The old argument used to be that some lenses were just “too good” or too expensive for micro two thirds. Rather than argue the point, I can now say that the OM-D E-M5 demonstrates that time moves on, and so does the definition of what these cameras, formerly dismissed by some as “bridge” models, may be (and yet become).

        For specific lens suggestions, then? Well, my own place to start has turned out to be the lenses for the Contax G system. These have a small (?) downside of needing an adapter with a focusing ring which then drives an internal focusing mechanism via a “shaft” or “screw” connection on each lens. The adapters are out there, but so are reports of variability among samples in the smoothness of focusing performance. In general, the performance of a number of legacy lenses has critically depended on the construction quality of the adapters employed, according to numerous reports.

        The upside is the reported Leica-rivaling (and by the claims of some folks, in certain applications, “beating”) performance. In separate auctions, my 3 Zeiss/Kyocera lenses — 28mm, 45mm, and 90mm — came at a total cost well under a thousand dollars. That figure will get you maybe 60% of the way to ONE “second tier” Leica lens with modern coatings and correction on the used market. Not to mention that a first generation G1 body in nice condition can be had for about $160 or less (more interest is focused on the later G2, though the older model retains one or two advantages). If it breaks… buy another! DON”T DISMISS FILM, BTW: If you think a Rebel DSLR in combination with the usual lenses is going to rival a good scan from the Contax’s full-frame 35mm film output right across the frame, well…

        To briefly state it, the 21mm and 28mm Zeiss Biogons have a substantially symmetrical orientation of the internal elements, which leads to extremely low distortion performance plus remarkable sharpness and contrast all across the field of view. And they deliver wide open, or one stop down. Here’s where that inherently lower compromise of the rangefinder design lenses comes into play. Snoop around online and you can see for yourself how hard a time your affordable/lug-able Canon and Nikon WA’s (especially zooms) are likely to have competing on those aspects of performance, especially at wider apertures — IF that sometimes elusive compatibility factor is stacked in your favor.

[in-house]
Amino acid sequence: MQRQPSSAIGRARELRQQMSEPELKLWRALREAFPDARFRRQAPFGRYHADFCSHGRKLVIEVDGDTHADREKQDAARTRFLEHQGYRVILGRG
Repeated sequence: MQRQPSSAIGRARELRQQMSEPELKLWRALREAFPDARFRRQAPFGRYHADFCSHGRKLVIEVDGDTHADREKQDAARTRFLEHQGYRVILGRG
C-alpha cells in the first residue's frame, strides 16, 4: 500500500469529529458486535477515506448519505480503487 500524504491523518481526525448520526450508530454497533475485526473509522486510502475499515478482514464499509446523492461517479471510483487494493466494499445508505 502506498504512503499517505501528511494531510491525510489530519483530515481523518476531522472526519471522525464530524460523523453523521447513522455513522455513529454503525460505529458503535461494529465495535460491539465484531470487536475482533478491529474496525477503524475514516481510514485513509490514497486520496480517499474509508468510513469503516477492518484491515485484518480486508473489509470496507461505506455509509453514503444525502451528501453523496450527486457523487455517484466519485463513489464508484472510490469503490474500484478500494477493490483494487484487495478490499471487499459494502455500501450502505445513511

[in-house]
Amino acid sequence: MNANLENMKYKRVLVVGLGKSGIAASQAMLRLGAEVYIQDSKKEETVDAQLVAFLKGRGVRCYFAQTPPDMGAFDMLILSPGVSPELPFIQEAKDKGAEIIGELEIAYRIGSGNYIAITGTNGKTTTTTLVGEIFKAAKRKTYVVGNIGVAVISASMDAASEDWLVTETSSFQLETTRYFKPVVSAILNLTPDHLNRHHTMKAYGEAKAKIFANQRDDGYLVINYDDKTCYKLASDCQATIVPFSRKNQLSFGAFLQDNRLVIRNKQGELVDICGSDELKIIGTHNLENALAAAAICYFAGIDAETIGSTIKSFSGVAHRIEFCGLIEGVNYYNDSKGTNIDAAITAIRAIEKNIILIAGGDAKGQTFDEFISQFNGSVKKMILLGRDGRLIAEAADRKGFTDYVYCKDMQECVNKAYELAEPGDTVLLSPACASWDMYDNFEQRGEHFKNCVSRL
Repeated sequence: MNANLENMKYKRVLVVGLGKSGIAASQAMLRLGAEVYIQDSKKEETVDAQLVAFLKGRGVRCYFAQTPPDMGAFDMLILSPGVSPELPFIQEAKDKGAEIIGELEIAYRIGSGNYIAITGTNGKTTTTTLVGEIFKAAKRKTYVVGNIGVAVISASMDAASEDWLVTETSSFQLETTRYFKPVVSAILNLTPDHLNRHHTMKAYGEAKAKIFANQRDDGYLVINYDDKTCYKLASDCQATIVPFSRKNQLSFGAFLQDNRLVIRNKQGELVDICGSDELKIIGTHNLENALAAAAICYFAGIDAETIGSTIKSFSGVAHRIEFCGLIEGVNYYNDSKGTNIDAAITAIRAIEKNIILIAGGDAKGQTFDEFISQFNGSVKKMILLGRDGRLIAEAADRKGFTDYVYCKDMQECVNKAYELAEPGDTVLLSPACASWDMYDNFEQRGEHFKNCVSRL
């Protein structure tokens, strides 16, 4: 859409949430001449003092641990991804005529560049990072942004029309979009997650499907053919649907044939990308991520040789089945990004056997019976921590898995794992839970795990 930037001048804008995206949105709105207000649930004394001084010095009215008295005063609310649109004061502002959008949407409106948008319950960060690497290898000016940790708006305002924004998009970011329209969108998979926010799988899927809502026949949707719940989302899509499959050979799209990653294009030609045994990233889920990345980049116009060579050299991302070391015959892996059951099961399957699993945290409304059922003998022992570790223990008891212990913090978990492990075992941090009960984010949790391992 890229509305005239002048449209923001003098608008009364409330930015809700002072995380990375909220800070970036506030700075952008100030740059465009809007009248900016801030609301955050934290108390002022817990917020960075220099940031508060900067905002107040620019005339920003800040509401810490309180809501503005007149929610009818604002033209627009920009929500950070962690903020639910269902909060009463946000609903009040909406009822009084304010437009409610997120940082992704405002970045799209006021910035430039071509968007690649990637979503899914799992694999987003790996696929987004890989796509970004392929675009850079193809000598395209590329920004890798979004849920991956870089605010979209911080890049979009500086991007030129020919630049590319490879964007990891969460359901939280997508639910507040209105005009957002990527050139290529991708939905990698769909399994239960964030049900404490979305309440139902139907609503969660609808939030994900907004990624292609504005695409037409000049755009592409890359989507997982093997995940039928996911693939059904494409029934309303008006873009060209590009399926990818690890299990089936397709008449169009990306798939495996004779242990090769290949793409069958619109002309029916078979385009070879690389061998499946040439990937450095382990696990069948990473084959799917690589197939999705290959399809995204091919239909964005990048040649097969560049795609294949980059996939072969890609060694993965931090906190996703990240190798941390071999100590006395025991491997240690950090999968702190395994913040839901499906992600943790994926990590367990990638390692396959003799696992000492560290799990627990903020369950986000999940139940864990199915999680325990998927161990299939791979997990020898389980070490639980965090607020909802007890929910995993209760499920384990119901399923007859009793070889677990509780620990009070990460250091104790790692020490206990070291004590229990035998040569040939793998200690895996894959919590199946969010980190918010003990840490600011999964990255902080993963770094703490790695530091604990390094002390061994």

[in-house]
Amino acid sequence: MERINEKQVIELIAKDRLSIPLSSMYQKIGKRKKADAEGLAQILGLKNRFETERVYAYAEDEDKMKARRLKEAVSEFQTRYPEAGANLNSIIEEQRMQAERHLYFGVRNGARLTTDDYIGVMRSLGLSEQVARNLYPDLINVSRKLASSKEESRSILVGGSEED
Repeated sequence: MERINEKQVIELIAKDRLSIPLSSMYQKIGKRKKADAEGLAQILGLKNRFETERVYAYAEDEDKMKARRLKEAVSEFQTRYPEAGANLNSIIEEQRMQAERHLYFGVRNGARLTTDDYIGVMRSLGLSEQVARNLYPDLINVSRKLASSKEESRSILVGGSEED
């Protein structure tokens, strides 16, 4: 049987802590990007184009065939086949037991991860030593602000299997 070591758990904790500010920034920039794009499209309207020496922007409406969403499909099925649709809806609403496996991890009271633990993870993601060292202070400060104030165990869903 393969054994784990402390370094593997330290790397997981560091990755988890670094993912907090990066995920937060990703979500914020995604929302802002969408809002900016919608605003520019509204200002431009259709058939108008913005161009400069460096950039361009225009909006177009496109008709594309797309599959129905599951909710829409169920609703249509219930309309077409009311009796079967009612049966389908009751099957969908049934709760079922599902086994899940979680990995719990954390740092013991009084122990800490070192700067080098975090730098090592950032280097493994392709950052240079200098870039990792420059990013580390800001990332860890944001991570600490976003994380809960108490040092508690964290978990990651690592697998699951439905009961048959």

Of course, what constitutes a comparatively apples to apples competition depends on what crop factor you’re working with and what’s available in the conventional options. But if you’re interested in landscapes, “rustic’ architecture… subjects that permit you to work deliberately… something like this could be your ticket. I am also looking forward to
        carrying a sharp-wide-open, 35mm-equivalent (on m4/3’s) 180mm f.2.8 narrow body lens weighing 8.47 oz. to complement the tiny, but excellent Olympus 45mm f.1.8 prime. I don’t expect I’ll need to carry a heavy, bulky long zoom too often. Cool.

        So, there are some ideas. I hope I can encourage some intrepid explorers to start experimenting with the OM-D to help us legacy lens fans get the measure of this camera’s sensor system friendliness for taking this approach. Focal lengths shorter than 35mm seem to have presented the most compatibility issues from what I’ve seen online. Too bad about the 2x crop factor for m4/3’s, though, I have to admit. However, when that short flange back design, full-frame sensor body not branded Leica [$$$] finally appears, life could get a bit sweeter in a hurry… Good luck, explorers.

      • Brent Pennington

        Awesome info here Fred – thank you very much for sharing it with my readers! I think there’s huge potential for old glass with these new m4:3 systems, especially as they continue to evolve. While MF glass isn’t ideal for all situations, there are a lot of shooters out there who will be able to make the best of it, and take advantage of a wide variety of superb optics at prices that are suddenly a whole lot more affordable, even with good adapters.